GPU FLOPS: Theory vs Reality

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Message 2021871 - Posted: 5 Dec 2019, 22:47:49 UTC - in response to Message 2021859.  

Hi,

Reality is now that the top 200 are almost all Linux machines running with the special app. GPU FLOPS are of no interest as long as they are wasted.

If someone is willing to run a curiosity check on those machines and make a rough estimate of performance and wattage I'd be pleased.
The wattage can be taken from the manufacturer data or from a questionnaire from actual users running "nvidia-smi -l"

That would guide the Santa to deliver the right present to the best behaving children and adults who do not like to obey M$ or other rules.


Petri
You've done a great there Petri. (Y)

Well when one considers that my 2 little old i5 rigs with dual GTX 1060's are currently in 100th and 102nd spots by RAC (they were in the top 70 to start with, but they're slowly being pushed down by other Linux rigs with better hardware) and that there are only 3 rigs above me running Windows (and they're 40+ multicore rigs with even more expensive/powerful GPU's) then that must say something. ;-)

Cheers.
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Message 2021887 - Posted: 6 Dec 2019, 1:05:49 UTC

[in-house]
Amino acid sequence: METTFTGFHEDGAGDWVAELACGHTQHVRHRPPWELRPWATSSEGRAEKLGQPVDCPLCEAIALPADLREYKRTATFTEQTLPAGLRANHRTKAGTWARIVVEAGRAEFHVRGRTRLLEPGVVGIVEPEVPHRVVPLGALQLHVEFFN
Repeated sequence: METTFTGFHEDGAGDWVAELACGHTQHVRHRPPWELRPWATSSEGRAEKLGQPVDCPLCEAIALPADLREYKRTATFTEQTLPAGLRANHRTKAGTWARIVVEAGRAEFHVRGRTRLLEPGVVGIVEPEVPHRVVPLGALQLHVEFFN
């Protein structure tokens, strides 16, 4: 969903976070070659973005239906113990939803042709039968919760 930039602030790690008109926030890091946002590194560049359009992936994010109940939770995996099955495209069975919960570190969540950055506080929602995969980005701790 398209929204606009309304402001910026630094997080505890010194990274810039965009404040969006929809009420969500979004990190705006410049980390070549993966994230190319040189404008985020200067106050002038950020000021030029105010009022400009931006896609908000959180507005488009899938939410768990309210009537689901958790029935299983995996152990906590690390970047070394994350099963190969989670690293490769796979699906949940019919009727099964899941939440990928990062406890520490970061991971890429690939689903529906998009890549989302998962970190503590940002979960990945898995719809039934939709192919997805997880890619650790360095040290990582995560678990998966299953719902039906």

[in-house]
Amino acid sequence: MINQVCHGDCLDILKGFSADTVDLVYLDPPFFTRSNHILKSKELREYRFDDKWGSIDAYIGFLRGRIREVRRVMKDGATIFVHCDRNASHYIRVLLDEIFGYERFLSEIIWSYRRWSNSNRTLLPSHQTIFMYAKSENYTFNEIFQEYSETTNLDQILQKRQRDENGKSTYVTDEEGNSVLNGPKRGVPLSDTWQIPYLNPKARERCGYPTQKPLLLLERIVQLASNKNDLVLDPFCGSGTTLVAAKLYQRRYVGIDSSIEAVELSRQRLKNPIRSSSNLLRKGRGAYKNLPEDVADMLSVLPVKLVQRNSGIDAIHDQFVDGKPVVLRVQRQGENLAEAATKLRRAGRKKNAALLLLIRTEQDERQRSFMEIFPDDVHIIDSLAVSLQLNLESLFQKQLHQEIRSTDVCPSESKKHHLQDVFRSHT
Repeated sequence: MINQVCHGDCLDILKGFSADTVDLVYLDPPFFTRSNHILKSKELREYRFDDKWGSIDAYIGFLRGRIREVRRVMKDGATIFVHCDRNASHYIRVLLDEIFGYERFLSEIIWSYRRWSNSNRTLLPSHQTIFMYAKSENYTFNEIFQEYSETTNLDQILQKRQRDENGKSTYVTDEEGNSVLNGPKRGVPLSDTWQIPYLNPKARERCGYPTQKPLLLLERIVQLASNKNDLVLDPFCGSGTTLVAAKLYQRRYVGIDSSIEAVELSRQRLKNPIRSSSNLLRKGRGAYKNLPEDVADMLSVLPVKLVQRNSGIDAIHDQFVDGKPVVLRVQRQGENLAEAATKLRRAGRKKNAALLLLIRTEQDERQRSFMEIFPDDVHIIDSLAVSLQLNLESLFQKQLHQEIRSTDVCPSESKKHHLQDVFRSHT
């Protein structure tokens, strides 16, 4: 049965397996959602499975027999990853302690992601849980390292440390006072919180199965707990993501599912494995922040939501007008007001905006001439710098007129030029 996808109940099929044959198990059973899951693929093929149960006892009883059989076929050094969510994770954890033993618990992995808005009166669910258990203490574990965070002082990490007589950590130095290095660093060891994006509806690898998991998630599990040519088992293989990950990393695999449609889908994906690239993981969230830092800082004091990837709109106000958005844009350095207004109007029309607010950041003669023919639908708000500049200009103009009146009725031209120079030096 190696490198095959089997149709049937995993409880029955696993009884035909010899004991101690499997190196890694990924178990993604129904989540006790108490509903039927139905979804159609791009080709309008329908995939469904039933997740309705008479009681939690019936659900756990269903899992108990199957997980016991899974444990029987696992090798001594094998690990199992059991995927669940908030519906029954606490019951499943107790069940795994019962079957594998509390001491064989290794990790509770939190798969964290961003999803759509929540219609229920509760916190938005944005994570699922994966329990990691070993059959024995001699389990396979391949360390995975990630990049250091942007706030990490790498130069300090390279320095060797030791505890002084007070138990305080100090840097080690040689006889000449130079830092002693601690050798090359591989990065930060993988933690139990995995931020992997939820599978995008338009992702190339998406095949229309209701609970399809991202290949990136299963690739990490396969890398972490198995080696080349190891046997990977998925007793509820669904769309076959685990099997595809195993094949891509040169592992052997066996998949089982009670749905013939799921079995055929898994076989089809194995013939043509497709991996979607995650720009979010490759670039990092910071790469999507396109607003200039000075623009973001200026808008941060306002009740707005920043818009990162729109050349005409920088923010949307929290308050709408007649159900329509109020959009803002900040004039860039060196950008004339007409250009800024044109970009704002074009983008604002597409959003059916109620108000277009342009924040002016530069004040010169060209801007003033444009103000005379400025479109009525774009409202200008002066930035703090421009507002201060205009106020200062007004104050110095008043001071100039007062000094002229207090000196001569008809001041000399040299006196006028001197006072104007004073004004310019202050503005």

only 5 non-special app hosts in the top 100, the fastest being RueiKe's 64-core Epyc + Vega VII system on Linux

the fastest Windows system is Keldon's 4x Quadro P4000 system on Win 10

like 35-40 non-special app hosts in the top 200.
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Message 2021913 - Posted: 6 Dec 2019, 6:10:00 UTC - in response to Message 2021859.  

That would guide the Santa to deliver the right present to the best behaving children and adults who do not like to obey M$ or other rules.
Or better yet port your efforts over to Windows to make more use of all that hardware.
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Message 2021921 - Posted: 6 Dec 2019, 8:57:22 UTC - in response to Message 2021913.  
Last modified: 6 Dec 2019, 8:57:42 UTC

That would guide the Santa to deliver the right present to the best behaving children and adults who do not like to obey M$ or other rules.
Or better yet port your efforts over to Windows to make more use of all that hardware.
Or maybe we should get a fundraiser together to hire a Nvidia Windows Cuda expert to work on it against Petri's Linux efforts. ;-)

Cheers.
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Message 2021930 - Posted: 6 Dec 2019, 11:47:01 UTC - in response to Message 2021921.